|Alfred Adler||Psychodynamic||Social Urges, Conscious Thoughts, Compensation for Inferiorities, Birth Order|
|Karen Horney||Psychodynamic||Biological Influences on Personality Rather Than Social Forces|
|Harry Stack Sullivan||Psychodynamic||Interpersonal Relationships, Social Acceptance and Self-Esteem|
|John Bowlby||Attachment||Parent Child Relationships, Social Acceptance and Self-Esteem|
|Mary Ainsworth||Attachment||Strange Situation Theory, Observation of Parents|
|Erik Erikson||Psychosocial||Child’s Trust Relationship With Mother, Early Development|
|Carl Rogers||Psychosocial||Humanistic Theory Based on Subjective Experiences, Self-Understanding|
|John Watson||Behavioral||Environmental Impact on Behavior|
|Ivan Pavlov||Behavioral||Pavlov’s Dog, Classical Conditioning, Temperament|
|B. F. Skinner||Behavioral||Operant Conditioning, Rewards and Punishments for Behaviors|
|George Kelly||Cognitive||Self-Reflection, Perception and Interpretation Impact on Behavior|
|Albert Bandura||Social Learning||Human Capabilities, Structural Framework, Thinking Processes|
|Walter Mischel||Social Learning||Social Variables Explain Human Complexities, Delayed Gratification|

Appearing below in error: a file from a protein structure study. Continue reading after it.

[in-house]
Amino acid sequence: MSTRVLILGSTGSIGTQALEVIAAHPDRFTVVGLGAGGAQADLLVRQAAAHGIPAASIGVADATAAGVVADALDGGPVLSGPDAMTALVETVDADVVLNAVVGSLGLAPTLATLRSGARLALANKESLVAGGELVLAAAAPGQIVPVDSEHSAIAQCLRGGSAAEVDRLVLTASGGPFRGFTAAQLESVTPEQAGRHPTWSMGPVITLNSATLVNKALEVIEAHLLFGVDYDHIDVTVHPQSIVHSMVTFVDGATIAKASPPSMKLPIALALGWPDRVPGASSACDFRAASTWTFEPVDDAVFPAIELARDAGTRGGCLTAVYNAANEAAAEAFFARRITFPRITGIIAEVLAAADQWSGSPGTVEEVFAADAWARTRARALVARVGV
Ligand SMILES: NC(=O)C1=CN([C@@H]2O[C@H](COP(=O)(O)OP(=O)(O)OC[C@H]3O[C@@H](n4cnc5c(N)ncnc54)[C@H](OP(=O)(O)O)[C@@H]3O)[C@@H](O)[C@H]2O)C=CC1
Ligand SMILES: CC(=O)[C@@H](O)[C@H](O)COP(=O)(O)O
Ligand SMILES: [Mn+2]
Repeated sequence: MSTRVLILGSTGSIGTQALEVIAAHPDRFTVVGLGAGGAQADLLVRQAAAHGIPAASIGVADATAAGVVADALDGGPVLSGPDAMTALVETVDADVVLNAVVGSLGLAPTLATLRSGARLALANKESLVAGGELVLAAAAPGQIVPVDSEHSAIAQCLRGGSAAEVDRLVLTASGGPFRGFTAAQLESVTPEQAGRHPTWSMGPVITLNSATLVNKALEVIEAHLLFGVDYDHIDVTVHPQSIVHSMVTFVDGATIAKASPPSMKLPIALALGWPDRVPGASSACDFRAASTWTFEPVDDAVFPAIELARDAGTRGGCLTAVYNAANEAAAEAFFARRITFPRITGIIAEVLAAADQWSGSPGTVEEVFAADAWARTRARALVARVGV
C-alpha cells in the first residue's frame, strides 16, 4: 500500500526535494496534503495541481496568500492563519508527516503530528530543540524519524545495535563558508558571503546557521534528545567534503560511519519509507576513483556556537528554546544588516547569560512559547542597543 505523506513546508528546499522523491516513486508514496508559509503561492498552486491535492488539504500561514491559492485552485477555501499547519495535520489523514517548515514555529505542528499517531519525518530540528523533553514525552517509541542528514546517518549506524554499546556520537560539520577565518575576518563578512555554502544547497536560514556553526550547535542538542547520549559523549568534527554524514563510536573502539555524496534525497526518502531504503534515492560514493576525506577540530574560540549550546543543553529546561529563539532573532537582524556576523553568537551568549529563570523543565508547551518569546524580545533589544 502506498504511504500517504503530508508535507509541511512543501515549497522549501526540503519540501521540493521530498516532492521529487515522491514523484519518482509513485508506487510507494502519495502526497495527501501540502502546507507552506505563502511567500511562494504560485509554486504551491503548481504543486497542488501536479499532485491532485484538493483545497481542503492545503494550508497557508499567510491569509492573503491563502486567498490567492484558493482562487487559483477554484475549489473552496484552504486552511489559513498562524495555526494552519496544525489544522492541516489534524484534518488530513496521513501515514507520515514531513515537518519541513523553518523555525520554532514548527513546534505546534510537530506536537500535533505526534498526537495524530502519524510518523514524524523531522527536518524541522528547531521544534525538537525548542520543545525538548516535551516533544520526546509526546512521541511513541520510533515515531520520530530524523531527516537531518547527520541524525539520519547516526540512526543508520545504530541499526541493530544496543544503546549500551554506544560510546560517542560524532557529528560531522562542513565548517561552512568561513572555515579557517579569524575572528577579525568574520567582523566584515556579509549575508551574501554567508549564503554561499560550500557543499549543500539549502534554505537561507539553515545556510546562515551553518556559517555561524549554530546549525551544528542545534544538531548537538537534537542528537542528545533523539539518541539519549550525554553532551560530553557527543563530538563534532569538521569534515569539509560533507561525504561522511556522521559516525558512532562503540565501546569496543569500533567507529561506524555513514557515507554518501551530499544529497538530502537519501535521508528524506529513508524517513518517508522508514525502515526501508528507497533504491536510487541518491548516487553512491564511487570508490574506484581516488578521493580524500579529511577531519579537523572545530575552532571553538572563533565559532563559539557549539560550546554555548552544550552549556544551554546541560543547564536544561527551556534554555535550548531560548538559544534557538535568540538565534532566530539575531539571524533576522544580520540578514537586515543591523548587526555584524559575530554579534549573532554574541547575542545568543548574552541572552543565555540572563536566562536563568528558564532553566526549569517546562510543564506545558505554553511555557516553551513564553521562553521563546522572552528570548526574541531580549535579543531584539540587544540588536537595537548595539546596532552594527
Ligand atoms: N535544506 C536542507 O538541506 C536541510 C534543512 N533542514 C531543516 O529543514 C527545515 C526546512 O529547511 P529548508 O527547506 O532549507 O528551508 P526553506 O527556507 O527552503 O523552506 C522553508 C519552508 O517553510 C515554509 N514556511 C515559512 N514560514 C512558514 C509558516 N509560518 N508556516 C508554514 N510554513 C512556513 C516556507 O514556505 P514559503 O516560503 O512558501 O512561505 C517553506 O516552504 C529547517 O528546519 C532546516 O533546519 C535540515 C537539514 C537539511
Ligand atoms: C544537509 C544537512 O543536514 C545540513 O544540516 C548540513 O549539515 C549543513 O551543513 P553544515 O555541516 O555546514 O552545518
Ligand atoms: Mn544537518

|Gordon Allport||Trait||Focus on Positive, Traits are Permanent|
|Raymond Cattell||Trait||Factor Analytic Trait Theory, 16 Source Traits Including Temperament and Dynamic, State and Roles Determine Personality|
|Hans Eysenck||Trait||Three Factor Theory, Introversion-Extroversion, Neuroticism, Psychoticism|
Showing up to a job interview without researching the company’s background, products and future potential is an error many job applicants make. Even those who have properly researched the company may still make the mistake of not assessing the interviewer’s needs. There are some important tips that job-seekers can utilize to ace the interview even if they are not made aware of who will interview them ahead of time.